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38
Polish the Pop-up Written by Matthijs Hollemans & Fahim Farook

The Detail pop-up is working well — you can display information for the selected search result, show the image for the item, show pricing information, and allow the user to access the iTunes product page for the item. You are done with the Detail pop-up and can move on to the next item, right?

Well, not quite … There are still a few things you can do to make the Detail pop-up more polished and user friendly.

This chapter will cover the following:

  • Dynamic type: Add support for dynamic type so that your text can display at a size specified by the user.
  • Gradients in the background: Add a gradient background to make the Detail pop-up background look more polished.
  • Animation!: Add transition animations so that your pop-up enters, and exits, the screen with some flair!

Dynamic Type

The iOS Settings app has an accessibility option — under Accessibility ▸ Display & Text Size ▸ Larger Text — that allows users to choose larger or smaller text. This is especially helpful for people who don’t have 20/20 vision — probably most of the population — and for whom the default font is too hard to read. Nobody likes squinting at their device!

You can find this setting both in your device and in the Simulator:

The Larger Text accessibility settings
The Larger Text accessibility settings

Apps have to opt-in to use this Dynamic Type feature. Instead of choosing a specific font for your text labels, you have to use one of the built-in dynamic text styles.

Configure for Dynamic Type

To provide a better user experience for all users, whether their eyesight is good or bad, you’ll change the Detail pop-up to use Dynamic Type for its labels.

Changing the font to the dynamic Headline style
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Test Dynamic Type

➤ Close the app and open the Settings app. Go to Accessibility ▸ Display & Text Size ▸ Larger Text. Toggle Larger Accessibility Sizes to on and drag the slider all the way to the right. That gives you the maximum font size — it’s huge!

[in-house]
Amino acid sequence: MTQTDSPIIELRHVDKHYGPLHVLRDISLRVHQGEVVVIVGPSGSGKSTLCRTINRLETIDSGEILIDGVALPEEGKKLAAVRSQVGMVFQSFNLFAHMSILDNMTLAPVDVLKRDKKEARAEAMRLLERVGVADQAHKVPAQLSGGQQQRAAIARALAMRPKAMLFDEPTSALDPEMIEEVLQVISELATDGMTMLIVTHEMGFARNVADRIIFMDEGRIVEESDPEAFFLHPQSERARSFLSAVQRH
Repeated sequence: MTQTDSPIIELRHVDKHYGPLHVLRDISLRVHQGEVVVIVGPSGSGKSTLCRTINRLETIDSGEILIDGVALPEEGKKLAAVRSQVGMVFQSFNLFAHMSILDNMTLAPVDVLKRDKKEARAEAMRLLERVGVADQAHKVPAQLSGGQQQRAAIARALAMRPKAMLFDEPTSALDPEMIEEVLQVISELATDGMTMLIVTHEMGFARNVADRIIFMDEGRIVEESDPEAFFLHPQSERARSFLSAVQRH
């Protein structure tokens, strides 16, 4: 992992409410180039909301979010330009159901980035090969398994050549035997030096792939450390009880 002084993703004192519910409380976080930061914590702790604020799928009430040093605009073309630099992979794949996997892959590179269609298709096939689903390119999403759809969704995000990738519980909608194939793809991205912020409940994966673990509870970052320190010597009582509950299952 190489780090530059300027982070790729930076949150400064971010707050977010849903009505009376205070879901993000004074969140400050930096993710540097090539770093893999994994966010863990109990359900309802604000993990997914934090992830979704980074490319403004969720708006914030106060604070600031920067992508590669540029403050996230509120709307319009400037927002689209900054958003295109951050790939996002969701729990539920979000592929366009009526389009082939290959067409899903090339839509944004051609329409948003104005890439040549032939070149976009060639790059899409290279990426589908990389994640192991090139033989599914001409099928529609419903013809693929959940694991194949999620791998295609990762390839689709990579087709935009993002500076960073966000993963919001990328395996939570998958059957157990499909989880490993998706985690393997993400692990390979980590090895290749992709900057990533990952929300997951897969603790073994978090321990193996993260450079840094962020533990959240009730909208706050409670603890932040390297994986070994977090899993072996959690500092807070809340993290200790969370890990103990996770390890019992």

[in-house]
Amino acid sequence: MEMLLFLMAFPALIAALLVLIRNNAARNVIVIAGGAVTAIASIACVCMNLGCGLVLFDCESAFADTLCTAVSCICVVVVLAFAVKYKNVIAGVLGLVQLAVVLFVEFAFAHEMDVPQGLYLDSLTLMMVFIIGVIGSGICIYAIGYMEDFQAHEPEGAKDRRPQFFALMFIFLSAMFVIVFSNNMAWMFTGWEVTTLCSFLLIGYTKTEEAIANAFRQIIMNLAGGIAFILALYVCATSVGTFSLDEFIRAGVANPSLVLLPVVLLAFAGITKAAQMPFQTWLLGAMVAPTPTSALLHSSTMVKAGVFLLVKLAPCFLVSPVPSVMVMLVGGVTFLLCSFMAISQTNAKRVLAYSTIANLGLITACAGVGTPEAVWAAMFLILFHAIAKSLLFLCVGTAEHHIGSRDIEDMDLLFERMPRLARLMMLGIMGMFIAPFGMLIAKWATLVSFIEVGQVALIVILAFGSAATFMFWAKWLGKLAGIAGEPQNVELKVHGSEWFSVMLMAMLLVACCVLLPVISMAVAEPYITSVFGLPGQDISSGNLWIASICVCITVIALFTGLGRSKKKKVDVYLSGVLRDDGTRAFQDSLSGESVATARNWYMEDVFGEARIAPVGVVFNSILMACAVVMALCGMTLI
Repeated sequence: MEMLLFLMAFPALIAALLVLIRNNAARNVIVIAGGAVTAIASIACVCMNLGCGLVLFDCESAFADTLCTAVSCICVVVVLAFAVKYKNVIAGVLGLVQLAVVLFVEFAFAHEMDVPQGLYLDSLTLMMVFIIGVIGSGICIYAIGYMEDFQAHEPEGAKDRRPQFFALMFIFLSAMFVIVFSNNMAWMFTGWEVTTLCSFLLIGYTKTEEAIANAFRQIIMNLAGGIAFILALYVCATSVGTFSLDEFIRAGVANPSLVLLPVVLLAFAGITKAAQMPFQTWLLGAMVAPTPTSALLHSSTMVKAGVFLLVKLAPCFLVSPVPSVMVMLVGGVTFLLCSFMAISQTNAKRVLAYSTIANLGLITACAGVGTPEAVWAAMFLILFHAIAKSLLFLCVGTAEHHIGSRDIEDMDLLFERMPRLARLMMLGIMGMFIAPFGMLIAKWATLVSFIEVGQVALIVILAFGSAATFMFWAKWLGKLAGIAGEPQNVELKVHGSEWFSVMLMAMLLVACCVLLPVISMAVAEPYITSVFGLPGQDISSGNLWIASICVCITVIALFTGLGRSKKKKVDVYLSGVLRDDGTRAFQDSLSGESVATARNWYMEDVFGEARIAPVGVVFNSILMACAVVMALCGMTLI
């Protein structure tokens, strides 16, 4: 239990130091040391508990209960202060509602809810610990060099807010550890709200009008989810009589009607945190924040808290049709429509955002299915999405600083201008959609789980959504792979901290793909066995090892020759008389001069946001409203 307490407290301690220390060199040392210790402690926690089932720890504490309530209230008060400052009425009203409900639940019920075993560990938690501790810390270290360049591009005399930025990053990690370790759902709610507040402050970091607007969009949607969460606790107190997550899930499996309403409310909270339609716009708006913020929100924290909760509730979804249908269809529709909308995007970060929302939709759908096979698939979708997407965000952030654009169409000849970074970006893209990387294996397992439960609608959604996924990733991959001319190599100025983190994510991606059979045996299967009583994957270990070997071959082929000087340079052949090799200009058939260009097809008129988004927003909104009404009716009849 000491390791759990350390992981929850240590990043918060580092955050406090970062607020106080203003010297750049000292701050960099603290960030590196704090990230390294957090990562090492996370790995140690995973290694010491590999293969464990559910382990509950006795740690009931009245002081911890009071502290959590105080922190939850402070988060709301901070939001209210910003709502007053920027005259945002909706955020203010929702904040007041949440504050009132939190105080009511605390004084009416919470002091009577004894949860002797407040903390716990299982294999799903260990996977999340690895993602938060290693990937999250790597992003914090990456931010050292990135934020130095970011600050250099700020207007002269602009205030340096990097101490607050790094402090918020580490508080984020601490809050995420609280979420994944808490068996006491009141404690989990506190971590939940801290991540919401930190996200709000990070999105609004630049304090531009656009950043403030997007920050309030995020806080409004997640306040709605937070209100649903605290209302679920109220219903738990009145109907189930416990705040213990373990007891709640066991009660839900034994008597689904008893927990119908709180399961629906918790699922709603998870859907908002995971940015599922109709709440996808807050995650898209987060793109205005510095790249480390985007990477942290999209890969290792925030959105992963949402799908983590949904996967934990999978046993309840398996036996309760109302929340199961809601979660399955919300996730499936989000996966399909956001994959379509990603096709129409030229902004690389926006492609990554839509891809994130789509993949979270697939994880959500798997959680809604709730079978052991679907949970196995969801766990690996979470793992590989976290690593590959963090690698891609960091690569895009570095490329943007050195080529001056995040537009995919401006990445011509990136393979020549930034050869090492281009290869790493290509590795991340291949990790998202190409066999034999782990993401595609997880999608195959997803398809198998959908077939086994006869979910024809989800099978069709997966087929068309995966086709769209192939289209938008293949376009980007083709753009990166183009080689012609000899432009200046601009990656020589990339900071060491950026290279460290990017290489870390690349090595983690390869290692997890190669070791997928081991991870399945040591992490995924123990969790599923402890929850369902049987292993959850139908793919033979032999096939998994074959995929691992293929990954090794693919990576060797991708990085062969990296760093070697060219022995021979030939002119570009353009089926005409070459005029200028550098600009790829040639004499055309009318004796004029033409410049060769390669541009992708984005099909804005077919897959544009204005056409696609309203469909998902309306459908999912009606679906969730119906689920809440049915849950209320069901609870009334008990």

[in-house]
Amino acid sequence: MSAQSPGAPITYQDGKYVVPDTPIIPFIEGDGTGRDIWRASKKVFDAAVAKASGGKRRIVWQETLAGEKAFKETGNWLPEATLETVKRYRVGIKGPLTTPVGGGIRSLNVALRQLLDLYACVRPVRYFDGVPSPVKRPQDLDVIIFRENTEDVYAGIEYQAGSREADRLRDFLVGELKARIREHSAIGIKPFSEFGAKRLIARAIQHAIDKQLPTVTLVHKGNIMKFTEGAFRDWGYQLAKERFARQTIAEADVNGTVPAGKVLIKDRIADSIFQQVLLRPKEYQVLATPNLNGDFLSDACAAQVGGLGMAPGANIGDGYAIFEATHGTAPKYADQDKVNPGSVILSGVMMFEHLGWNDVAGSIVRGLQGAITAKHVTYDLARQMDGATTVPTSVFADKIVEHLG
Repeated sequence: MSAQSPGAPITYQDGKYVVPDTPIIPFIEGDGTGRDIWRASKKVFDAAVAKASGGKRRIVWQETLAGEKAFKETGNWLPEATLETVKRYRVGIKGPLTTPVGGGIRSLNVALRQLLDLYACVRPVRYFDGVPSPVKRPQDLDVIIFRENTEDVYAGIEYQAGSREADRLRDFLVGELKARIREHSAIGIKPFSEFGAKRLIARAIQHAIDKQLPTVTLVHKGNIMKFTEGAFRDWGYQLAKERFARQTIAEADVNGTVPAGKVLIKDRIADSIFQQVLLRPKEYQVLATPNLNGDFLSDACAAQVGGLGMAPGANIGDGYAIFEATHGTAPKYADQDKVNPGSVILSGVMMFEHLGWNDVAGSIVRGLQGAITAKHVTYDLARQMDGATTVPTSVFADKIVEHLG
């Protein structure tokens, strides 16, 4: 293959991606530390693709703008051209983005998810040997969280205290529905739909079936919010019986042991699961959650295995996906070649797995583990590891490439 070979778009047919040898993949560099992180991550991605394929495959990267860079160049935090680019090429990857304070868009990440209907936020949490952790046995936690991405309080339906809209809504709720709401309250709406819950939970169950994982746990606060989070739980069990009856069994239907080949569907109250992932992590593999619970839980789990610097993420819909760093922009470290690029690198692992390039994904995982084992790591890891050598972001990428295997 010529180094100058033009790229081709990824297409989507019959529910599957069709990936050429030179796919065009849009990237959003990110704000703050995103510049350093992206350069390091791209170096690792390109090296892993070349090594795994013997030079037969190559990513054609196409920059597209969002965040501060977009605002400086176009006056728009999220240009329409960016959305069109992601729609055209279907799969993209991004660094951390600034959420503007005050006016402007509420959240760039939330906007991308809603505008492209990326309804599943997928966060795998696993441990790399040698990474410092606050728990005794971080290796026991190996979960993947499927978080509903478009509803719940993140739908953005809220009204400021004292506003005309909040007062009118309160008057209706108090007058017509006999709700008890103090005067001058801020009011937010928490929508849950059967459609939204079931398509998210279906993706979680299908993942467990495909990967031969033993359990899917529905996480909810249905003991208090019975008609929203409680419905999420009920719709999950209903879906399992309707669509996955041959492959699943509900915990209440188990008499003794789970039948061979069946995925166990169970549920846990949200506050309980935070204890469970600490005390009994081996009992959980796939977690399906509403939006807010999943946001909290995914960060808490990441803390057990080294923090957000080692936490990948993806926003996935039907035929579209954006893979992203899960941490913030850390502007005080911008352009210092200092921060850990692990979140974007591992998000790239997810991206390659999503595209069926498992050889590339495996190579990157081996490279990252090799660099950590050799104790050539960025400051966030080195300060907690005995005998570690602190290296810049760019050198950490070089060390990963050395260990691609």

The pop-up at different text sizes
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Changing the pop-up view

When you use Auto Layout, the height of a UI element can be determined by the Auto Layout constraints of its child elements.

The height of the pop-up view is determined by the constraints
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The pop-up view is too tall for the screen
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The pop-up now shows all the content
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Tweaks

You’ll notice that the price button looks rather puny amongst all the other items. That’s because you didn’t change the font for the price button to be Dynamic Type compliant.

Gradients in the background

As you can see in the previous screenshots, the table view in the background is dimmed by the view of the DetailViewController, which is semi-transparent. That allows the pop-up to stand out more.

The GradientView class

➤ Add a new Swift File to the project. Name it GradientView.

import UIKit

class GradientView: UIView {
  override init(frame: CGRect) {
    super.init(frame: frame)
    backgroundColor = UIColor.clear
  }

  required init?(coder aDecoder: NSCoder) {
    super.init(coder: aDecoder)
    backgroundColor = UIColor.clear
  }

  override func draw(_ rect: CGRect) {
    // 1
    let traits = UITraitCollection.current
    let color: CGFloat = traits.userInterfaceStyle == .light ? 0.314 : 1
    // 2
    let components: [CGFloat] = [
      color, color, color, 0.2,
      color, color, color, 0.4,
      color, color, color, 0.6,
      color, color, color, 1
    ]
    let locations: [CGFloat] = [ 0, 0.5, 0.75, 1 ]
    // 3
    let colorSpace = CGColorSpaceCreateDeviceRGB()
    let gradient = CGGradient(
      colorSpace: colorSpace,
      colorComponents: components,
      locations: locations,
      count: 4)
    // 4
    let x = bounds.midX
    let y = bounds.midY
    let centerPoint = CGPoint(x: x, y: y)
    let radius = max(x, y)
    // 5
    let context = UIGraphicsGetCurrentContext()
    context?.drawRadialGradient(
      gradient!,
      startCenter: centerPoint,
      startRadius: 0,
      endCenter: centerPoint,
      endRadius: radius,
      options: .drawsAfterEndLocation)
  }
}

Use GradientView